From Kylian Mbappe and Erling Haaland’s dominant displays to the struggles of Lionel Messi and Cristiano Ronaldo, plus much more, the first legs of the Champions League round of 16 had plenty of things to discuss. We asked Gab Marcotti, Mark Ogden and Graham Hunter for their views on some big questions.
Mbappe or Haaland: Who would you take right now and why?
Marcotti: Mbappe. Obviously it’s close, which is why the question is being asked, but right now I’ll take Mbappe. He’s more experienced, he’s had ups and downs despite being very young (and bounced back) and he’s had better coaching throughout his career, which, I think, makes him more versatile. But there’s not much in it.
Ogden: This is such a tough one to call. Haaland is all pace and power, while Mbappe is even quicker and with greater flair, but they both score goals at a freakishly consistent rate. Haaland arguably shoulders a greater burden to score at Dortmund than Mbappe at PSG. There are elements of Cristiano Ronaldo and Zlatan Ibrahimovic in Haaland’s game, while Mbappe glides past opponents like Lionel Messi. But right now, I would take Haaland; I just believe he will score more goals in the years ahead than Mbappe.
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Hunter: Mbappe all day long. Haaland is patently a phenomenon, who has worked hard on the parts of his game that don’t come naturally, and there will be certain defenders who’ll never sleep until he retires. But Mbappe is, simply, a beautiful footballer. Taste is personal, idiosyncratic, but it is the Frenchman’s grace, acceleration, invention, wit and unpredictability that enchant me. When he’s darting, twisting, shooting, heading, risking, thrilling… I’m in heaven.
Will Messi or Ronaldo win the Champions League again?
Hunter: They might not, but it is a ludicrous idea that either of them cannot win this trophy again. Both are still capable of leaving younger, feted players in their shade; each of them, surrounded by a good team, is capable of producing 10 or 11 special performances across nine months that, in a good, well-coached squad, is what it takes to win the Champions League.
Marcotti: I think it’s possible, though probably not this year. But I imagine they’ve both got another three years, if not more, after this one. And, they’ve both got free agency: Messi this summer, Ronaldo the next. So if this is their absolute priority, they can probably choose the right club and give themselves a good shot.
Ogden: With their current teams, no. Juventus are in decline and, at 36, Ronaldo faces two or three years before they can become genuinely competitive again in the competition. As for Messi, who turns 34 in June, Barcelona are arguably in a bigger hole than Juventus. Paris Saint-Germain have an interest in both players and could offer a shortcut to glory, while Messi also has Manchester City to think about. If either or both move this summer, they can win another Champions League. But both are past their peak, so my answer is no.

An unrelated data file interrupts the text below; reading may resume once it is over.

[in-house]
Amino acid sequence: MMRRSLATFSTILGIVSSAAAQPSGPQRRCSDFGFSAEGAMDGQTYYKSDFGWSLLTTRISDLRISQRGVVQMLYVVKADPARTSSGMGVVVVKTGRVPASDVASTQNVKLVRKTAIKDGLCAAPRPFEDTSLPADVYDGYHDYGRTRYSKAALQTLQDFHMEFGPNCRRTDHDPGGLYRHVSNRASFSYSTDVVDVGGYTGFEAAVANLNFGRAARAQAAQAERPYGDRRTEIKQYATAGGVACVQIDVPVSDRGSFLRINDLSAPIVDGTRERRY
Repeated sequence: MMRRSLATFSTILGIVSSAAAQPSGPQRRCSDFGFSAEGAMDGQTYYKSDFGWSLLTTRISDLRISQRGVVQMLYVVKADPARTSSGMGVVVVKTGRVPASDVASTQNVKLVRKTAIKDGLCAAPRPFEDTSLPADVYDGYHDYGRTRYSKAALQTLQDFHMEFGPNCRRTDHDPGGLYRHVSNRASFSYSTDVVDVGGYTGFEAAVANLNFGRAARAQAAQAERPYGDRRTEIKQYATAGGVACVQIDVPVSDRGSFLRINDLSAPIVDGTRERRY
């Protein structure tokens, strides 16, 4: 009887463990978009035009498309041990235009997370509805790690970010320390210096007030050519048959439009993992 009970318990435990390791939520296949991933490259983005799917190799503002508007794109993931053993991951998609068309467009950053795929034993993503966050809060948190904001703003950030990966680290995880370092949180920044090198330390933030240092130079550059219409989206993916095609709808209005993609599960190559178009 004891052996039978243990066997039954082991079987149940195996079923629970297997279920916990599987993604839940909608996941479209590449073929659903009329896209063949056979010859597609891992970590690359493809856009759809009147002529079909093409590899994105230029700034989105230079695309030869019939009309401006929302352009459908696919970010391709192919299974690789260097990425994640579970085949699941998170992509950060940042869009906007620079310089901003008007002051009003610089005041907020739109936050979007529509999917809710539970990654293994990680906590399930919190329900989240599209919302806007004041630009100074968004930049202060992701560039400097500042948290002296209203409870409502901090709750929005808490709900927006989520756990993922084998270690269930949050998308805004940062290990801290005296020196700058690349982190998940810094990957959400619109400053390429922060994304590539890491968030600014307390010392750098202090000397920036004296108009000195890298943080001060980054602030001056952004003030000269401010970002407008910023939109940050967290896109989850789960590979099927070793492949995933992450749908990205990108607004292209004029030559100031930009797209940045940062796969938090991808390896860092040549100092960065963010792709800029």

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Are Italian and Spanish struggles a long-term concern or a blip?
Ogden: It looks like a long, difficult road ahead for the Spanish clubs. Real and Barcelona need to rebuild ageing teams without the finances required to replace iconic players such as Sergio Ramos and Gerard Pique. Real still haven’t replaced Ronaldo since 2018 and Barca may have their own big problem replacing Messi this summer. Atletico are in a similar position in terms of finances, so Spain could be set for a downturn. As for Italy, the picture is more promising. The Milan clubs are on the up again, so their resurgence will make for a stronger Serie A and push Juventus to rebuild more quickly.
Hunter: It’s a blip for Spanish football which, after an extended golden age for clubs and country, is a victim of two things: Over-fishing and the need for regeneration. England in particular, but also Italy and Germany, consistently snap up anything in La Liga that looks shiny and attractive. Emerging kids, established stars, managers, technical directors, scouts, players who simply want more money; eventually, a braindrain has deleterious effects. Eras take time to rise again like phoenixes but, pound for pound, Spain still develops, scouts and coaches better than anywhere else.
Marcotti: It’s a blip. We put far too much importance on individual results in the Champions League. In Italy, you’re talking about the clubs who are third, fifth and sixth in Serie A and I’m not sure that’s a reflection of the league as a whole… each game has its own story anyway. In Spain, Real Madrid are in a tight spot, but they also have nine guys out for various reasons. Sevilla are flying, they’re showing it in La Liga, but Barca on the other hand, yeah, it’s tough. Still, I reckon Juve and Sevilla still have a decent chance of going through. (Plus, obviously, Atalanta and Madrid are playing each other.)
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Which teams will go through to the quarterfinals?
Marcotti: PSG, Liverpool, Juventus, Sevilla, Atletico, Bayern, Atalanta, Man City
Ogden: PSG, Liverpool, Juventus, Dortmund, Chelsea, Bayern, Real Madrid, Man City
Hunter: PSG, Liverpool, Porto, Sevilla, Atletico, Bayern, Real Madrid, Man City